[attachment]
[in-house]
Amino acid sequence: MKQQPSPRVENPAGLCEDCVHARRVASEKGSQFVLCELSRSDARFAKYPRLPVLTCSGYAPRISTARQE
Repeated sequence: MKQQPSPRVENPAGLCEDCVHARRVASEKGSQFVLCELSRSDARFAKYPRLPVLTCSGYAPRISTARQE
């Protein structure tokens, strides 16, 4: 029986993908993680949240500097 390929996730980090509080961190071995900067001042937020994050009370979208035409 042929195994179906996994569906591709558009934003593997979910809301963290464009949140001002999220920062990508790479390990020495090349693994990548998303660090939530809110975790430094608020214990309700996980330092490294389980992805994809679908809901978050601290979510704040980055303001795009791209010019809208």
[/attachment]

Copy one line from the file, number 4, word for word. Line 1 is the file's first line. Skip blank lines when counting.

């Protein structure tokens, strides 16, 4: 029986993908993680949240500097 390929996730980090509080961190071995900067001042937020994050009370979208035409 042929195994179906996994569906591709558009934003593997979910809301963290464009949140001002999220920062990508790479390990020495090349693994990548998303660090939530809110975790430094608020214990309700996980330092490294389980992805994809679908809901978050601290979510704040980055303001795009791209010019809208």